Cracked Shows How To Respond To Someone Infringing On Their Work

from the with-humor-and-sarcasm dept

We’ve mentioned for years that Techdirt content is regularly copied and placed on various spam blogs. They’re all over the place, and it’s not hard to find. If we listened to some people, we’d be spending all our time sending off DMCA notices and venting angrily on insular blogs about how much more successful we’d be if only everyone else were responsible for blocking that infringement. But, of course, we recognize that most of the spam blogs get no attention at all, and anyone who does actually stumble across them, and like them, will quickly realize that the content comes from somewhere else, and will eventually find their way here and (hopefully) stick around. In fact, the site that merely scrapes our stuff without credit will probably have what little reputation they might already have harmed even more by such poor internet etiquette.

Of course, every so often, we see such things happen with larger sites. A few months ago, for example, a well-known blog that we like (and have linked to quite often) posted an exact replica of one of our articles (word for word), but with one of their author’s names on it. I won’t say who it was, because it’s not that important. We were a bit surprised by this, but mainly because we didn’t see why they would want to hurt their own reputation like that, as people were bound to notice. I sent a quick email to the editor and the writer, saying that (1) we were absolutely fine with them keeping everything the way it was but (2) we just wanted to see if perhaps the item was posted in error because it seemed out of character (the site posts all original content). Within a few hours, we got multiple apologies as they explained the snafu (involving them using a new aggregator, and the writer sending one of our article to the editor just because he might be interested in the story, and he got confused, thinking it was the latest article). They also posted a really unnecessary public apology, which we told them they didn’t need to do (in fact, we told them they could keep the original article up). Basically, no big deal in the end. No threats. No DMCA. No screaming about copyrights. Just a friendly email and knowledge of how reputations work and everything worked itself out.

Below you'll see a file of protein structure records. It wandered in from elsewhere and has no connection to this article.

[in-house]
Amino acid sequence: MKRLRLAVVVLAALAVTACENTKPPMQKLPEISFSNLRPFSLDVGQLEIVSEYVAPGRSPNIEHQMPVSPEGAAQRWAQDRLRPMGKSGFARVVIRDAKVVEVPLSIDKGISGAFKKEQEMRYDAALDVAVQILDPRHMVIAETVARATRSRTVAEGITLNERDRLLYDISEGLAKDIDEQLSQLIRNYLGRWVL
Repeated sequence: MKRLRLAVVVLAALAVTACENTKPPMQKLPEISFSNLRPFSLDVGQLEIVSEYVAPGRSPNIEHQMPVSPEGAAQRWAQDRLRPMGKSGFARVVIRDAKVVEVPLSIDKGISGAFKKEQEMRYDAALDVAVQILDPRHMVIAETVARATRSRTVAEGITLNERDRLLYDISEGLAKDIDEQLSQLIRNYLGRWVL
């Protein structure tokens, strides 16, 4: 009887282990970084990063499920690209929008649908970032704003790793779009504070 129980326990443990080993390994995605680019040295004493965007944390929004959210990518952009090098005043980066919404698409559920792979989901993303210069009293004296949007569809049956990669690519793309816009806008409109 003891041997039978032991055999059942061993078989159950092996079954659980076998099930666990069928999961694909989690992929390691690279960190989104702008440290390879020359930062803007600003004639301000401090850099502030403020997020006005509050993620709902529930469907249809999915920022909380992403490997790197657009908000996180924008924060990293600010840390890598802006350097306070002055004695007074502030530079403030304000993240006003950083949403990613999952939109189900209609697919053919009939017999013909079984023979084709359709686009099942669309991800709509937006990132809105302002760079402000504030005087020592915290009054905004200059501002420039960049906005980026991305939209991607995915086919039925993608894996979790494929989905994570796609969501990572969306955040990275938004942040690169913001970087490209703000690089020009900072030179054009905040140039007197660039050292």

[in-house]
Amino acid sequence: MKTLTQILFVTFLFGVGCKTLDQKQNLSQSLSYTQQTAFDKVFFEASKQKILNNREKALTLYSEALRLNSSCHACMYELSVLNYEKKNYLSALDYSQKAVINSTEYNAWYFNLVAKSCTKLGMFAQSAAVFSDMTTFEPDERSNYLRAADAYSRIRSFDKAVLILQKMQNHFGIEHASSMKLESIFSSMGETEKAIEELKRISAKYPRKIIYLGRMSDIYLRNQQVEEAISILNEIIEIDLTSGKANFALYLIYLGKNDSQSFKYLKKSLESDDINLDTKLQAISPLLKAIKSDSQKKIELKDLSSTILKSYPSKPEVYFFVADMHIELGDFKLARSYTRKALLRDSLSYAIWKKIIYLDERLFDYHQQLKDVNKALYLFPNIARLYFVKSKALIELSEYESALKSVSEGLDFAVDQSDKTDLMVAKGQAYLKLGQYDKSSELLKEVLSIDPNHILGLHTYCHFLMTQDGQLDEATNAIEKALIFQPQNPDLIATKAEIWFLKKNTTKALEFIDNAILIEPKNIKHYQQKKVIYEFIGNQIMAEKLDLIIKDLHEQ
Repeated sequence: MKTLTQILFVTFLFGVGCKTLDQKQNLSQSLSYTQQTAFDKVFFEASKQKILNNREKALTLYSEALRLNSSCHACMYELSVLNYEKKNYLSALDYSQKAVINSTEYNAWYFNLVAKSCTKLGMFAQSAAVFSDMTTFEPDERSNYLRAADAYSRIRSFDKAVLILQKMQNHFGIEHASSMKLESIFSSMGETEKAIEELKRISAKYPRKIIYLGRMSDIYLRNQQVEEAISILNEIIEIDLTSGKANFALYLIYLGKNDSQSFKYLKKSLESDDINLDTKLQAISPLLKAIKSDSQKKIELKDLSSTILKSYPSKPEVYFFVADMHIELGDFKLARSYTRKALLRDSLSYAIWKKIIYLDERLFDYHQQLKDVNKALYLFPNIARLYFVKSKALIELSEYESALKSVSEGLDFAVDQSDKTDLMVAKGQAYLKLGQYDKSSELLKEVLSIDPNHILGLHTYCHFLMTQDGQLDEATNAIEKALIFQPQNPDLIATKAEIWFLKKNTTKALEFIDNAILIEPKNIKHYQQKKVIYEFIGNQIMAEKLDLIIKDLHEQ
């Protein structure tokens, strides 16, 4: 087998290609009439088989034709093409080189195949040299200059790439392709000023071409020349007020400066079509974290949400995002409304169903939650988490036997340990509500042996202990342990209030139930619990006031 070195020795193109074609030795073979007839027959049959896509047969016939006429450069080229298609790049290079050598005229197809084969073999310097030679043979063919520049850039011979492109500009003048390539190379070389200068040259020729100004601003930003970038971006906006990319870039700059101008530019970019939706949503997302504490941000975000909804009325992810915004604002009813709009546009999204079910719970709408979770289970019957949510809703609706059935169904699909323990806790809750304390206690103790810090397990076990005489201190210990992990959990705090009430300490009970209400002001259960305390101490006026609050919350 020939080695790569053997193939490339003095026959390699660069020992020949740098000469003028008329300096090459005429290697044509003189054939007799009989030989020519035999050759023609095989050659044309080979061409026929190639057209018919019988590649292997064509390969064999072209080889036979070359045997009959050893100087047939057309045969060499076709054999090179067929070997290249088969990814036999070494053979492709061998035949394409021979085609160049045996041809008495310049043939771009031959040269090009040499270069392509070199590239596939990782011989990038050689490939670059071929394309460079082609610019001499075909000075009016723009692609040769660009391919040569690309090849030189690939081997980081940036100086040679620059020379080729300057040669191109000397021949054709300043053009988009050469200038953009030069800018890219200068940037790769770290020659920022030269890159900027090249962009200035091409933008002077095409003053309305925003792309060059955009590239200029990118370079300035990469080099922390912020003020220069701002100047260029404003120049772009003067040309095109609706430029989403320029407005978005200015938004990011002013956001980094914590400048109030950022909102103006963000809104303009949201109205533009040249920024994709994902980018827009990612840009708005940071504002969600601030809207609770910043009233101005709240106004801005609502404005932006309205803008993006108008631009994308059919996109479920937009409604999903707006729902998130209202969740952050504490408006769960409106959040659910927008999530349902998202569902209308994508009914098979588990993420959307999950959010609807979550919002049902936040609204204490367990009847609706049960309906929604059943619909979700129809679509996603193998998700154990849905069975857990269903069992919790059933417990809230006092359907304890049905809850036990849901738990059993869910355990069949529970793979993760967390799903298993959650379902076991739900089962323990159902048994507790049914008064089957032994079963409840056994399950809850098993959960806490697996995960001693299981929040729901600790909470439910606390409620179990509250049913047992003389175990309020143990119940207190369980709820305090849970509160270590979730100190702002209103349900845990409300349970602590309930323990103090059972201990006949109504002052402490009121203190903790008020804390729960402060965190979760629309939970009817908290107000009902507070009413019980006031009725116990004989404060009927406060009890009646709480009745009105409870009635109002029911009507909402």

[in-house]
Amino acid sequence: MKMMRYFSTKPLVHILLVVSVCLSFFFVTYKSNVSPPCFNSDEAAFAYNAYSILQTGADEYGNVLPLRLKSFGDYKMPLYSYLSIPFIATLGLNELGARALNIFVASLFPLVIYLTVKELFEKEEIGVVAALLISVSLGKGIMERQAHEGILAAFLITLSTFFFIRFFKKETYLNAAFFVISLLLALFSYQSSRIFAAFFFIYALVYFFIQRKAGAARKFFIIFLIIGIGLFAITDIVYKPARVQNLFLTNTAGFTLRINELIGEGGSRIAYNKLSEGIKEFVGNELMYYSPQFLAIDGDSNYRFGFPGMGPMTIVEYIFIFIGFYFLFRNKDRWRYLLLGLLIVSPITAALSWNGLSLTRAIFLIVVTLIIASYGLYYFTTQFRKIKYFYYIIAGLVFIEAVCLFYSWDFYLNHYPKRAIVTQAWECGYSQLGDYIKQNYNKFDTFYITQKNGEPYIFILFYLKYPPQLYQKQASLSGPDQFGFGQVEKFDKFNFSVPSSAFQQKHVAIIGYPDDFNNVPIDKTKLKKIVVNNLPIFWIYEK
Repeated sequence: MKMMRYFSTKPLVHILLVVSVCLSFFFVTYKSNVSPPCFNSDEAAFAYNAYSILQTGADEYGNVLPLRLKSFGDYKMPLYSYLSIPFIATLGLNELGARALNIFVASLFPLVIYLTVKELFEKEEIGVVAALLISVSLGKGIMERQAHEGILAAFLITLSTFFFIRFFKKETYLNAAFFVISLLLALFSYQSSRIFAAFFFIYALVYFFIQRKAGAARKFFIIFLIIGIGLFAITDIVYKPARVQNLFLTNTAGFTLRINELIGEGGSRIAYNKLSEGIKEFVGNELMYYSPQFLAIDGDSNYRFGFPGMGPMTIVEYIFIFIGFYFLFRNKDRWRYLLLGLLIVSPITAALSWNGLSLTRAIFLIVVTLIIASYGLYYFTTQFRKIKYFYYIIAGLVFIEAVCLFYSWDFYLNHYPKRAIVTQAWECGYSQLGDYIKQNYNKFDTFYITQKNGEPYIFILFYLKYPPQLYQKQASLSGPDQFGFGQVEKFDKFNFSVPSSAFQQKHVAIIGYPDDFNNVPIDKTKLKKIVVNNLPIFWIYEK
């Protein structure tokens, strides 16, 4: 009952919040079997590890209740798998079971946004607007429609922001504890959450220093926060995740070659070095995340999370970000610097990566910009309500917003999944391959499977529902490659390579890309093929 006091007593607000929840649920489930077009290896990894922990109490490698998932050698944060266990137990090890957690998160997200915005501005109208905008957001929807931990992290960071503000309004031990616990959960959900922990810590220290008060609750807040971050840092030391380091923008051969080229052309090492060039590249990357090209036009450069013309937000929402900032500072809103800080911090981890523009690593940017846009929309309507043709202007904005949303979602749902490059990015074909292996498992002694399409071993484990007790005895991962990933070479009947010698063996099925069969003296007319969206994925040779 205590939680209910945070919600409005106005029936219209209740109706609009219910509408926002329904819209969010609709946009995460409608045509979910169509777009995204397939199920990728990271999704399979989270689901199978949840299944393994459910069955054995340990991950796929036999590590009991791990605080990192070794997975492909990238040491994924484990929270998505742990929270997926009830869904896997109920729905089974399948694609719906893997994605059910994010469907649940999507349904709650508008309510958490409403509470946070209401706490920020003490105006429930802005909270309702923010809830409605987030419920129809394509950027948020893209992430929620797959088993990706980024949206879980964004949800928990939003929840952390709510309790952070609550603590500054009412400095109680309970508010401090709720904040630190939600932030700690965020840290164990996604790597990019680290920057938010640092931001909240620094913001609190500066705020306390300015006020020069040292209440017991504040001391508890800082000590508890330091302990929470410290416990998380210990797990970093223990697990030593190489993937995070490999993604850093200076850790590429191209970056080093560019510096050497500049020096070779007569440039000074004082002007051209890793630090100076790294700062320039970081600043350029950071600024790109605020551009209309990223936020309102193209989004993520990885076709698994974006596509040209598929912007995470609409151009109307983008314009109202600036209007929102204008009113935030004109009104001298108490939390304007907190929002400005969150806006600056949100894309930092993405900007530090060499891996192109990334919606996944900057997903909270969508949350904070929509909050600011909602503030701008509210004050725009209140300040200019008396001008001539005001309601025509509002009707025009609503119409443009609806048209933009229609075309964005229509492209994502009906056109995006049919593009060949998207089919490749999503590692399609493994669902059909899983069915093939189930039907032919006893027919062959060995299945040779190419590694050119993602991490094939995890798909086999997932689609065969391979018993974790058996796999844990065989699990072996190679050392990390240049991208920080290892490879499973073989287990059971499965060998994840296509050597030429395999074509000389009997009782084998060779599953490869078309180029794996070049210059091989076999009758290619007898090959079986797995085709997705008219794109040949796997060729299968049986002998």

Point being: rather than relying on copyright or screaming about infringement, there are often much more effective ways of dealing with such things. Take, for example, the way Cracked (one of our absolute favorite websites, and it should be one of yours too) recently handled the UK’s Daily Mail’s decision to copy a Cracked article on horrible tourists. Rather than going all DMCA, screaming about infringement, Cracked did what Cracked does best, and brought the funny, publishing a “sincere apology” to the Daily Mail admitting that Cracked authors get “fabulous space-time powers” and the most logical explanation for what happened was that Cracked contributor XJ Selman, went forward in time, copied the Daily Mail’s Sunday column, then went back in time, and pre-published it 24 hours earlier. Obviously.

we at Cracked are in the wrong here. Yes, our Saturday article flat-out plagiarized The Daily Mail‘s Sunday article. But how did this happen?

You see, when you sign up to write articles for Cracked — which absolutely anyone can do, more information on that here — you don’t simply get the opportunity to pen monkeyshines for one of the most popular comedy websites on the planet. No, a singing jewel will descend from the heavens and mystically bless you with fabulous space-time powers.

Now, the Daily Mail (right, we’ve heard the Daily Fail jokes, no need to remind us) already has about the crappiest reputation that a newspaper (and, I use the term loosely) can have. So, perhaps this does little to harm their reputation. But what this absolutely does do is raise Cracked’s reputation among lots and lots of people, for responding to someone copying their stuff with typical and fitting humor and wit.

And, really, that’s a point that we’ve been trying to make for over a decade: when faced with these kinds of situations, so many people get so focused on “punishing” other people, without ever bothering to think about what it means for their own reputation. Yet, when there are opportunities to embrace those things to enhance their own reputation, so few seem willing to do it. Yet, as with so many things, Cracked has it right. The Daily Mail is a joke already. Rather than blasting off a DMCA notice or some sort of legal threat, just make the most of things by reacting humorously and boosting your own reputation.